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Virginia ports get influx of marine traffic diverted from Baltimore

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(The Center Square) – Virginia is beginning to experience some of the impacts from the cargo ship crash that brought down Baltimore’s Francis Scott Key Bridge, closing a vital shipping lane leading to one of the eastern seaboard’s busiest ports.

Shortly after on Thursday, Gov. Glenn Youngkin offered to assist neighboring Maryland. Within hours, the commonwealth’s ports were already preparing to absorb some of the diverted shipping traffic.

In 2023, the Port of Baltimore handled nearly 850,000 automobiles and light trucks, the most in the U.S. The port also ranks second in the nation for exporting coal, and sixth for importing coffee. The port leads the nation for roll-on/roll-off cargo. With most of its ports unaccessible, some ships are being diverted to other eastern ports.

Joe Harris, senior director of media relations for the Port of Virginia, told The Center Square within hours of the accident, one of the terminals at the Virginia International Gateway processed a rerouted container ship, saying they “anticipate these diverted volumes to increase.”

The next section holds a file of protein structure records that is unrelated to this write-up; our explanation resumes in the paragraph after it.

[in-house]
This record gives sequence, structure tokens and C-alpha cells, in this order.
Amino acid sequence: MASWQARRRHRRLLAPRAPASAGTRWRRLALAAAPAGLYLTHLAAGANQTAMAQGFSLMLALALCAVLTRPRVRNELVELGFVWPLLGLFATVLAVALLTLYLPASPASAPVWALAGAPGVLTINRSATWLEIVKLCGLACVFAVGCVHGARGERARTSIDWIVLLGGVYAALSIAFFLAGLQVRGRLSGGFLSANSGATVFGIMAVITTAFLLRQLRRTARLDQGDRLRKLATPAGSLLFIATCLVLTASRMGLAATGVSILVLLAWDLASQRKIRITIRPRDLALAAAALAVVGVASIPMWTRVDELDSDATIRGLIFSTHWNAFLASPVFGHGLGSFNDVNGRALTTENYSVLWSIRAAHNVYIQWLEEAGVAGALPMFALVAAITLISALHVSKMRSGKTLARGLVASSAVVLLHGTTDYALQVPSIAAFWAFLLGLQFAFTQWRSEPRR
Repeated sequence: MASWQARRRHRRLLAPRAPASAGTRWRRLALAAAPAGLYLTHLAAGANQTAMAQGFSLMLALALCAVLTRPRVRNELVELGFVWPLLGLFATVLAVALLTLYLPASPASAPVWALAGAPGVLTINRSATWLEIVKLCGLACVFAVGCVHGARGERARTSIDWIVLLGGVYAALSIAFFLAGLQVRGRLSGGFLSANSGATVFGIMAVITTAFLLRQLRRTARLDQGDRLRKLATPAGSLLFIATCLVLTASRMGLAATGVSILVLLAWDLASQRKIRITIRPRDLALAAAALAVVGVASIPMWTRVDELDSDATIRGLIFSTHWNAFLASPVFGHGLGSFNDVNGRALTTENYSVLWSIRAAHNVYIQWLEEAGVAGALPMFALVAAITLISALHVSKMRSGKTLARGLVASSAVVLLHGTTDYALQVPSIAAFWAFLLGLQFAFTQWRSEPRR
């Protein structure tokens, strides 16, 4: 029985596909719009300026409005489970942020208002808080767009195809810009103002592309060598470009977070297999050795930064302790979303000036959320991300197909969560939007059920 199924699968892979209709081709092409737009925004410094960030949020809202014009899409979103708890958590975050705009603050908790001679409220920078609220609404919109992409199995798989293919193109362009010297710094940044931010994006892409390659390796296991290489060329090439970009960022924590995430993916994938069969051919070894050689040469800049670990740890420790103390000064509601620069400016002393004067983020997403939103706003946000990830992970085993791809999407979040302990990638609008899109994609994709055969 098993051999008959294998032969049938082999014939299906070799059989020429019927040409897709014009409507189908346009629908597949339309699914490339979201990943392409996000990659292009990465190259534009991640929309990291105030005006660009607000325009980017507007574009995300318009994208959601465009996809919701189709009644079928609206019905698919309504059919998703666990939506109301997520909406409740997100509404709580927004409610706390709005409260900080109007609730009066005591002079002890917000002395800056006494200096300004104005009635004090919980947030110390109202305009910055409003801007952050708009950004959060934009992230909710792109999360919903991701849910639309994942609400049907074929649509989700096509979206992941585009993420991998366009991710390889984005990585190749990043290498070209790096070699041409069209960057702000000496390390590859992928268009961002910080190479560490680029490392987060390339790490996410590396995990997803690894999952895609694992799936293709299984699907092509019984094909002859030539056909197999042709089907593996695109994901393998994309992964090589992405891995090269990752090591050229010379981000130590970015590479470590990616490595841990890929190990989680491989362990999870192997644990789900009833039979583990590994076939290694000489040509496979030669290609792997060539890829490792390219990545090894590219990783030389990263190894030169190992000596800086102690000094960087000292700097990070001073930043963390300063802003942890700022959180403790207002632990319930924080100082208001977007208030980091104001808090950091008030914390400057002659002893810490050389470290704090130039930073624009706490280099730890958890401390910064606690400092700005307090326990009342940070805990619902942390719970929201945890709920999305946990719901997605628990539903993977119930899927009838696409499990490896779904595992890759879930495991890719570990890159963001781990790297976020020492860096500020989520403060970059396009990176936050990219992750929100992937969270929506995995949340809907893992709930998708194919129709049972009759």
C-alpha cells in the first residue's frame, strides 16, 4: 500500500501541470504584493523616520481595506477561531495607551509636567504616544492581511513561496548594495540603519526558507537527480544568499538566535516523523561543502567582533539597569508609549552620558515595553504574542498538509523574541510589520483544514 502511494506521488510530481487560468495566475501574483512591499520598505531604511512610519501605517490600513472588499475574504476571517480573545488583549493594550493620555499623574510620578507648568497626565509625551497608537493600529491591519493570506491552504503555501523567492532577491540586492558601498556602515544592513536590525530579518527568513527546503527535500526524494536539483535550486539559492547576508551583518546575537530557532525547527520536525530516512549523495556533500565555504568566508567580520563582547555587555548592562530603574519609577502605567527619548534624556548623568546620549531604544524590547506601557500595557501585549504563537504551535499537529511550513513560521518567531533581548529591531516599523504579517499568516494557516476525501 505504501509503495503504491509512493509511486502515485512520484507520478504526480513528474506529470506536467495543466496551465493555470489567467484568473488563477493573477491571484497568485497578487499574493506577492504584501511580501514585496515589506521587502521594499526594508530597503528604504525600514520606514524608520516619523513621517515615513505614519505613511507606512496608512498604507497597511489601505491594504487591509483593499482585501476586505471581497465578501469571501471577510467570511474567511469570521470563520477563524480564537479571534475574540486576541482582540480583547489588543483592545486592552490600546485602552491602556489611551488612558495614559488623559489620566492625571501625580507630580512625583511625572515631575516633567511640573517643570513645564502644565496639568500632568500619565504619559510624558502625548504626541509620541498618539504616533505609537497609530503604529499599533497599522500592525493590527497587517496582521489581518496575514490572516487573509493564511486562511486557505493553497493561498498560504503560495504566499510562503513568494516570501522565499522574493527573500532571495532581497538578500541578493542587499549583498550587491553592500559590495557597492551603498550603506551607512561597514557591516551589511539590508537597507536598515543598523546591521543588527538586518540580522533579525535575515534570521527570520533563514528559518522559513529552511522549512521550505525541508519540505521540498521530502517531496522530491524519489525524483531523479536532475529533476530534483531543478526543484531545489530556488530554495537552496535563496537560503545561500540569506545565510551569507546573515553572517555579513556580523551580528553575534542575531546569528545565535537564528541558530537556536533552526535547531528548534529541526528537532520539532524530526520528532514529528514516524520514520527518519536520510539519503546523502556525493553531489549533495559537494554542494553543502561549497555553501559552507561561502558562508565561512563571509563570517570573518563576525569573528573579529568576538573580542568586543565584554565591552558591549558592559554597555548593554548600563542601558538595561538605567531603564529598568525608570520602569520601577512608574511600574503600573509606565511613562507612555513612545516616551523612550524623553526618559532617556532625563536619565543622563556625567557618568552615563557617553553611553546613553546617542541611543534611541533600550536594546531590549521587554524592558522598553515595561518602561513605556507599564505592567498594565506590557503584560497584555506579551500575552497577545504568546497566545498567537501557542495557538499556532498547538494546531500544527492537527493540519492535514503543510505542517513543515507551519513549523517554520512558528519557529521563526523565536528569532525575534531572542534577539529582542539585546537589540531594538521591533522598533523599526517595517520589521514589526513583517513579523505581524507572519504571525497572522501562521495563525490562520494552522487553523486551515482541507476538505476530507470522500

Harris doesn’t anticipate the increased cargo traffic will create any delays, saying the port has plenty of space to take on the extra loads. However, he acknowledged there is still a lot of “unknown” about how many ships they can expect.

“We have ample capacity in terms of container yards and berth space” for container vessels, Harris said. “Right now it’s unclear how many additional vessel calls/corresponding cargo volumes to expect here; one of the primary factors behind this ‘unknown’ is that we do not know how long the Port of Baltimore will remain closed to vessel traffic.”

In addition to the increased volume of cargo traffic, Harris is confident the Port of Virginia will be able to keep up with manpower.

“One thing of which we are certain is that we will maintain our service levels,” Harris said. “This is a modern, 21st century port that has a significant amount of experience in handling surges of import and export cargo. Workforce size is not an issue.”

The Port of Baltimore is a bustling cargo port and a host port to two major cruise lines, Carnival and Royal Caribbean. One of Carnival’s cruise ships was scheduled to return to Baltimore on Sunday but will be rerouted to Norfolk.

“While rescue and remediation efforts continue in Baltimore Harbor following the collapse of the Key Bridge, it will temporarily move Carnival Legend’s Baltimore operations to Norfolk, Virginia,” the cruise line released in a statement.

They added that guests will be provided with bus service back to Baltimore, and next week’s scheduled cruise will operate from and return to Norfolk.

The Center Square reached out to Royal Caribbean requesting information on future cruises originating out of the Port of Baltimore but has yet to receive a response before publication.

One thing that remains uncertain is how the extra volume of truck and train traffic will impact the I-95 corridor, which is already one of the busiest and most congested in the nation.

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